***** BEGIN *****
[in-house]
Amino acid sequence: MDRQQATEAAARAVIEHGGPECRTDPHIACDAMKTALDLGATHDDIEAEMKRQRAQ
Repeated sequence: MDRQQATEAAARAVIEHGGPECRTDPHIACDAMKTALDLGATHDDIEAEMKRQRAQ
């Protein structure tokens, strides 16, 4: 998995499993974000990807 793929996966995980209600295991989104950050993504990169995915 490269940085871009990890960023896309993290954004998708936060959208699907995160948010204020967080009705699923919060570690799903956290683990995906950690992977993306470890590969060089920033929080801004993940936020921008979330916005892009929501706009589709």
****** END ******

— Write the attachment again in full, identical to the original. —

[in-house]
Amino acid sequence: MDRQQATEAAARAVIEHGGPECRTDPHIACDAMKTALDLGATHDDIEAEMKRQRAQ
Repeated sequence: MDRQQATEAAARAVIEHGGPECRTDPHIACDAMKTALDLGATHDDIEAEMKRQRAQ
């Protein structure tokens, strides 16, 4: 998995499993974000990807 793929996966995980209600295991989104950050993504990169995915 490269940085871009990890960023896309993290954004998708936060959208699907995160948010204020967080009705699923919060570690799903956290683990995906950690992977993306470890590969060089920033929080801004993940936020921008979330916005892009929501706009589709």